References

  1. Historic England. "Tetton House and terrace to garden on South front (1307958)". National Heritage List for England. Retrieved 22 September 2016.
  2. See description in Notes & Queries for Somerset and Dorset, Vol.7
  3. Montague-Smith, P.W. (ed.), Debrett's Peerage, Baronetage, Knightage and Companionage, Kelly's Directories Ltd, Kingston-upon-Thames, 1968, p.268)
  4. Betham, Rev. William, Baronetage of England, Vol.III, London, 1803, pp.1-5, Dyke of Horeham, Sussex
  5. Literature: see description and transcript in Notes & Queries for Somerset and Dorset, Vol.7
  6. Hancock, Frederick, The Parish of Selworthy in the County of Somerset, Taunton, 1897, p.167
  7. https://pepysdiary-production.s3.amazonaws.com/media/encyclopedia/familytree/FamilyTree_clickable.pdf
  8. Hancock, pp.167-8
  9. Hancock, Frederick, The Parish of Selworthy in the County of Somerset, 1897
  10. Acland, Anne, A Devon Family: The Story of the Aclands, London and Chichester, 1981, pp.17-18
  11. Acland, Anne, 1981, p.16
  12. Hancock; Acland, Anne, 1981, p.16
  13. Hoskins, W.G., A New Survey of England: Devon, London, 1959 (first published 1954)
  14. Acland, Anne. A Devon Family: The Story of the Aclands. London and Chichester: Phillimore, 1981, p.2; & foreword by W H Hoskins, p.xv
  15. Lauder, Rosemary, Devon Families, Tiverton, 2002, p.12, Acland of Columb John
  16. Lysons, Magna Britannia, Vol 6: Devon, 1822, pp.226-231, Gentlemen's seats, forests and deer parks : "Red deer, ferœ naturœ, the remains of the inhabitants of the royal forest of Exmoor, still abound in sufficient quantities in the Devonshire woods, south of the forest, as well as in those of Somersetshire, to yield sport to the neighbouring nobility and gentry. A stag hunt has been for many years kept up in this vicinity. The hounds were formerly kept by Mr. Dyke, of Somersetshire, whose heiress married Sir Thomas Acland's grandfather
  17. Collyns, Charles Palk. Chase of the Wild Red Deer, 1862, p.9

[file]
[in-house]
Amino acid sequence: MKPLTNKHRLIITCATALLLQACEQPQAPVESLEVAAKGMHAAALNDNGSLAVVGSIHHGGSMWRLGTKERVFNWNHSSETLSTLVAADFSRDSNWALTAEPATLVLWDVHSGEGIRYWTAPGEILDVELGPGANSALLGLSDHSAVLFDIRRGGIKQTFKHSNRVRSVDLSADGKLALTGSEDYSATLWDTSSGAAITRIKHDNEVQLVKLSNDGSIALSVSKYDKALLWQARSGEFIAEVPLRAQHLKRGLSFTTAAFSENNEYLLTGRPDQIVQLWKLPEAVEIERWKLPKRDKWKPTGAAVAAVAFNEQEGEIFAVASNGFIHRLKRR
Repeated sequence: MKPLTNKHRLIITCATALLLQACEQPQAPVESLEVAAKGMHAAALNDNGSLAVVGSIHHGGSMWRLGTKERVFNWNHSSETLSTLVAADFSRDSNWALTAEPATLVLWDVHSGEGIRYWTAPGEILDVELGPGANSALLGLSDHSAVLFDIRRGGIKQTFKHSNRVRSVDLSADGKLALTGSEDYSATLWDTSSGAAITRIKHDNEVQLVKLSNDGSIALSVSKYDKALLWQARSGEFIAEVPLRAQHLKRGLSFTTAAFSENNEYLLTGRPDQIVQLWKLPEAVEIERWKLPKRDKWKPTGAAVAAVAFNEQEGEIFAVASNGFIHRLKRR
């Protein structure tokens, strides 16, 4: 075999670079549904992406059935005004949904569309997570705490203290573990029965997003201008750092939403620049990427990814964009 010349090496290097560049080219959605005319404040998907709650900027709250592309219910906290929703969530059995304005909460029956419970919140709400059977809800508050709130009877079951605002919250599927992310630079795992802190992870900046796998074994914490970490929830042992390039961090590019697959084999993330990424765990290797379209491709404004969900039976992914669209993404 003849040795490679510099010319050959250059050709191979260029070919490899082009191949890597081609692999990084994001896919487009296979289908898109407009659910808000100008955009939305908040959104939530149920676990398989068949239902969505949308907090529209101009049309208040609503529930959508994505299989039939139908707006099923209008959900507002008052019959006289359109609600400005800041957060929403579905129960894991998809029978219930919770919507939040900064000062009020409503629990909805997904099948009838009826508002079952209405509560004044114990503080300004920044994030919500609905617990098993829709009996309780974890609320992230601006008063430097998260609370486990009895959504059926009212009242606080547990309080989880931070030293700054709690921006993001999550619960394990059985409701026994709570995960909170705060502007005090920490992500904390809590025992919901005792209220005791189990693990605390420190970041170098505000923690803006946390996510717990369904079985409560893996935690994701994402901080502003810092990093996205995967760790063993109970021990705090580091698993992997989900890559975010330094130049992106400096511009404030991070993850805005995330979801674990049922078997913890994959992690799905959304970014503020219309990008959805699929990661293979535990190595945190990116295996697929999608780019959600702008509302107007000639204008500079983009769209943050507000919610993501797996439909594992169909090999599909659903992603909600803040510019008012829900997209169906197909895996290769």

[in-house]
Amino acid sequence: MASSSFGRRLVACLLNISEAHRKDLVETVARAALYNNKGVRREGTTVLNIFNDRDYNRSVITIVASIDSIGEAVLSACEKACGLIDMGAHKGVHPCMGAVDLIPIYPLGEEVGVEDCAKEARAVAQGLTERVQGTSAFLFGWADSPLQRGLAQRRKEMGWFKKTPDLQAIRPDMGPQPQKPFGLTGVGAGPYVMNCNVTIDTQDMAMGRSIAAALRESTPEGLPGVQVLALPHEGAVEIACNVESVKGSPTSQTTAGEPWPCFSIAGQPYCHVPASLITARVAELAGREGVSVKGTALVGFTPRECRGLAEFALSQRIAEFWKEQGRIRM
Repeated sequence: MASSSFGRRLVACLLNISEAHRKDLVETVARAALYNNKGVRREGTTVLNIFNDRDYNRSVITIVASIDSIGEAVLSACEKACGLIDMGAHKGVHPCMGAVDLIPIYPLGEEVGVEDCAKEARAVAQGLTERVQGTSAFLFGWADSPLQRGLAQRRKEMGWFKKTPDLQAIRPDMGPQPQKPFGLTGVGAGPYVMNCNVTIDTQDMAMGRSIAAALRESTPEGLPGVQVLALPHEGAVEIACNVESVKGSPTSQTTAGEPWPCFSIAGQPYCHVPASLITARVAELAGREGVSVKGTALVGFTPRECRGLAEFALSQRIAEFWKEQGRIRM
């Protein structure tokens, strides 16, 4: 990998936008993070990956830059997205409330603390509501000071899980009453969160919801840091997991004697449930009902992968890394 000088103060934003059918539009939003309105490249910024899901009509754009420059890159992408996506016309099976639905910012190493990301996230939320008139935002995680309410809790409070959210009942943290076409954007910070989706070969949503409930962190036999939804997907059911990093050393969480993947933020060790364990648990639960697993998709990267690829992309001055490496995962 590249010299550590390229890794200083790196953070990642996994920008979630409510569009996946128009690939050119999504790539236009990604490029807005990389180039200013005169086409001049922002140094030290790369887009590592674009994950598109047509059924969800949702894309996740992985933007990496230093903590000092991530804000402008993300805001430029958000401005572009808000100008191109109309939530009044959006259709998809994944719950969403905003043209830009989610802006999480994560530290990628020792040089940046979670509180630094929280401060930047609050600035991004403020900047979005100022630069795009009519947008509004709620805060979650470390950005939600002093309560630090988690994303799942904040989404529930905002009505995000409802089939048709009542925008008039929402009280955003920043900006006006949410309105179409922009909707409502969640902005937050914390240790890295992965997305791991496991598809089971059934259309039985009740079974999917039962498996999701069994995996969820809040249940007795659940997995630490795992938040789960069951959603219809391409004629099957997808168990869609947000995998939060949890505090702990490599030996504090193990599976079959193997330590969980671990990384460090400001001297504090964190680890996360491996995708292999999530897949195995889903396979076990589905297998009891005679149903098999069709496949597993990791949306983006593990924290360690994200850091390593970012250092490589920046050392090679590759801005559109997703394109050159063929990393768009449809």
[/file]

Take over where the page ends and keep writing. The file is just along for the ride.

18. Lauder 2002, p. 13.
  19. Vivian 1895, p. 5.
  20. "Tetton, Somerset". National Archives. Retrieved 22 September 2016.
  21. "HERBERT, Hon. Edward Charles Hugh (1802-1852), of Tetton, Som". The History of Parliament. The History of Parliament Trust. Retrieved 22 September 2016.
  22. Acland, Anne. A Devon Family: The Story of the Aclands. London and Chichester: Phillimore, 1981, pp. 70-1,91
  23. History of Parliament biog. of father
  24. Hampshire Archives and Local Studies 75M91 - Carnavon of Highclere Papers, 75M91/Y5-Y38
  25. http://discovery.nationalarchives.gov.uk/details/r/4cff63fd-c461-42e2-a5f3-5a024697db82
  26. Hardinge, Arthur 'Henry Howard Molyneux Herbert, Fourth Earl of Carnarvon' (OUP 1920) pp 31-39
  27. https://www.gravestonephotos.com/public/gravedetails.php?scrwidth=400&grave=437777
  28. http://www.thepeerage.com/p20564.htm
  29. Kidd, Charles, Debrett's Peerage & Baronetage 2015 Edition, London, 2015, p.P216, Earl of Carnarvon
  30. Dale-Thomas, Peter, The Landed Estates of Somerset Since 1873, Somerset Archaeological & Natural History, 1994, p.154
  31. Historic England. "Cothelstone Manor (1001141)". National Heritage List for England. Retrieved 22 September 2016.

Bibliography

  • Lauder, Rosemary (2002). Devon Families. Halsgrove. ISBN 978-1841141404.
  • Vivian, John Lambrick (1895). The Visitations of the County of Devon: Comprising the Herald's Visitations of 1531, 1564, & 1620. H. S. Eland.